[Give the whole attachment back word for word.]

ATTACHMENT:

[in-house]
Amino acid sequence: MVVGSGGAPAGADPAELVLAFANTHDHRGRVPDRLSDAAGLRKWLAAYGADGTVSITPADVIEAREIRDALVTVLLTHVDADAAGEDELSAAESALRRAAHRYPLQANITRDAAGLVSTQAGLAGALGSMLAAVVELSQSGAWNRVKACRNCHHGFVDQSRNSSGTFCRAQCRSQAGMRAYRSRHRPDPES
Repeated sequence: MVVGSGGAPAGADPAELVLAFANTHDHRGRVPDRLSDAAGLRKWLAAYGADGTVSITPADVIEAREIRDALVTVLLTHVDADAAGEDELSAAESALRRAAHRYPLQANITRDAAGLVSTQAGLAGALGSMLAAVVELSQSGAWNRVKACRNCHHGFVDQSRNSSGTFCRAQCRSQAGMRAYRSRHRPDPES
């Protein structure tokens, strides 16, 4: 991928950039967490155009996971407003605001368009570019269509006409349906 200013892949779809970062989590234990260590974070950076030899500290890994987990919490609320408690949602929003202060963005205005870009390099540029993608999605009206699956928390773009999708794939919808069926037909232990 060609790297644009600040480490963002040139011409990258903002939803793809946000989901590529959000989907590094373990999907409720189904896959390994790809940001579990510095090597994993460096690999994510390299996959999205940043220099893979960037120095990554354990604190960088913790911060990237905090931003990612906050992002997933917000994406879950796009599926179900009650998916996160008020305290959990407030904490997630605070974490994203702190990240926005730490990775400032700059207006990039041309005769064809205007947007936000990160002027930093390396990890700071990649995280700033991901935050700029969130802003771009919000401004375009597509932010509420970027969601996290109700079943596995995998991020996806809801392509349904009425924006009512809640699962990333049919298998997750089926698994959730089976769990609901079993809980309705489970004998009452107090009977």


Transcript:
[in-house]
Amino acid sequence: MVVGSGGAPAGADPAELVLAFANTHDHRGRVPDRLSDAAGLRKWLAAYGADGTVSITPADVIEAREIRDALVTVLLTHVDADAAGEDELSAAESALRRAAHRYPLQANITRDAAGLVSTQAGLAGALGSMLAAVVELSQSGAWNRVKACRNCHHGFVDQSRNSSGTFCRAQCRSQAGMRAYRSRHRPDPES
Repeated sequence: MVVGSGGAPAGADPAELVLAFANTHDHRGRVPDRLSDAAGLRKWLAAYGADGTVSITPADVIEAREIRDALVTVLLTHVDADAAGEDELSAAESALRRAAHRYPLQANITRDAAGLVSTQAGLAGALGSMLAAVVELSQSGAWNRVKACRNCHHGFVDQSRNSSGTFCRAQCRSQAGMRAYRSRHRPDPES
């Protein structure tokens, strides 16, 4: 991928950039967490155009996971407003605001368009570019269509006409349906 200013892949779809970062989590234990260590974070950076030899500290890994987990919490609320408690949602929003202060963005205005870009390099540029993608999605009206699956928390773009999708794939919808069926037909232990 060609790297644009600040480490963002040139011409990258903002939803793809946000989901590529959000989907590094373990999907409720189904896959390994790809940001579990510095090597994993460096690999994510390299996959999205940043220099893979960037120095990554354990604190960088913790911060990237905090931003990612906050992002997933917000994406879950796009599926179900009650998916996160008020305290959990407030904490997630605070974490994203702190990240926005730490990775400032700059207006990039041309005769064809205007947007936000990160002027930093390396990890700071990649995280700033991901935050700029969130802003771009919000401004375009597509932010509420970027969601996290109700079943596995995998991020996806809801392509349904009425924006009512809640699962990333049919298998997750089926698994959730089976769990609901079993809980309705489970004998009452107090009977």